Senator: White House Stonewalling Interrogation Probe
WASHINGTON - The chairman of the Senate Intelligence Committee accused the White House on Wednesday of withholding documents showing it authorized the CIA to use waterboarding and other tough interrogation tactics on suspected terrorists.
Sen. Jay Rockefeller, D-W.Va., was reacting to a report that two White House memos, in 2003 and 2004, gave the CIA written approval for using specific interrogation techniques on al-Qaida suspects. Those memos followed an earlier Justice Department opinion clearing the way for harsh interrogations so long as the methods did not cause intense pain similar to causing death or organ failure.
The existence of the White House memos was revealed in Wednesday's editions of The Washington Post.
"If White House documents exist that set the policy for the use of coercive techniques such as waterboarding, those documents have been kept from the committee," Rockefeller said in a statement. "That is unacceptable, and represents the latest example of the Bush administration withholding critical information from Congress and the American people in an attempt to limit our oversight of sensitive intelligence collection activities.
"As chairman, I will not allow the Bush administration's stonewalling to prevent a full accounting of the facts," said Rockefeller, whose committee is already investigating whether the CIA's interrogation program was legal.
The White House declined to comment.
The top Republican on Rockefeller's panel, Sen. Kit Bond of Missouri, called the report old news.
"I am not aware of anyone who believes that the CIA conducted this program without authorization," Bond said in a statement. "There is no new information here and I hope that my colleagues resist the temptation to politicize further this issue."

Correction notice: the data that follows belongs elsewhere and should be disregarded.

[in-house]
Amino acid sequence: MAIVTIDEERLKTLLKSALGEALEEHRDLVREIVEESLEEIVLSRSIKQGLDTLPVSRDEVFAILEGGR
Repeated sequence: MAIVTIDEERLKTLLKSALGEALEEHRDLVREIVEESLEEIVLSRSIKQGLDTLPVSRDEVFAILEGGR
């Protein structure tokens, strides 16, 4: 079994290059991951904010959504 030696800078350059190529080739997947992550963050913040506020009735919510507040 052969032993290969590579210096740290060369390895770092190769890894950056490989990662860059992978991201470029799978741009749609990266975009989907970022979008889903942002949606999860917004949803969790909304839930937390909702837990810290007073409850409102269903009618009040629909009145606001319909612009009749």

A former senior Bush administration intelligence official told The Associated Press that the White House "definitely, without a doubt" authorized the CIA's interrogation techniques. The official, speaking on condition of anonymity because he was not authorized to talk publicly, was not aware of the memos but said the CIA sought approval for specific methods to protect it from any questions later about their legality.
In March, President Bush vetoed legislation that would have outlawed the use of waterboarding and other harsh interrogation techniques during CIA interrogations of terror suspects.
Without describing specifics, the president said he wanted to "allow the continuation of a separate and classified CIA interrogation program" that Justice Department officials had decided was legal. "The bill Congress sent me would deprive the CIA of the authority to use these safe and lawful techniques," Bush said.
The intelligence official said that some of the CIA's methods, including waterboarding, were demonstrated for then-National Security Adviser Condoleezza Rice and other top administration officials before they were approved. David Addington, chief of staff to Vice President Dick Cheney, was part of discussions about authorizing the interrogations at so-called CIA "black sites" - secret prisons in foreign countries, the official said.
Rice last month told the Senate Armed Services Committee that she was briefed on some tough interrogation methods at the White House in 2002 or 2003.
"I recall being told ... that these techniques had been deemed not to cause significant physical or psychological harm," Rice wrote in a prepared statement to the panel.
Rice told the committee the CIA had sought the National Security Council's approval before embarking on its own harsh interrogation program in the spring of 2002, and said she asked then-Attorney General John Ashcroft to review its legality.
The Justice Department's Office of Legal Counsel, which advises the White House on legal matters, later determined the CIA's program to be legal.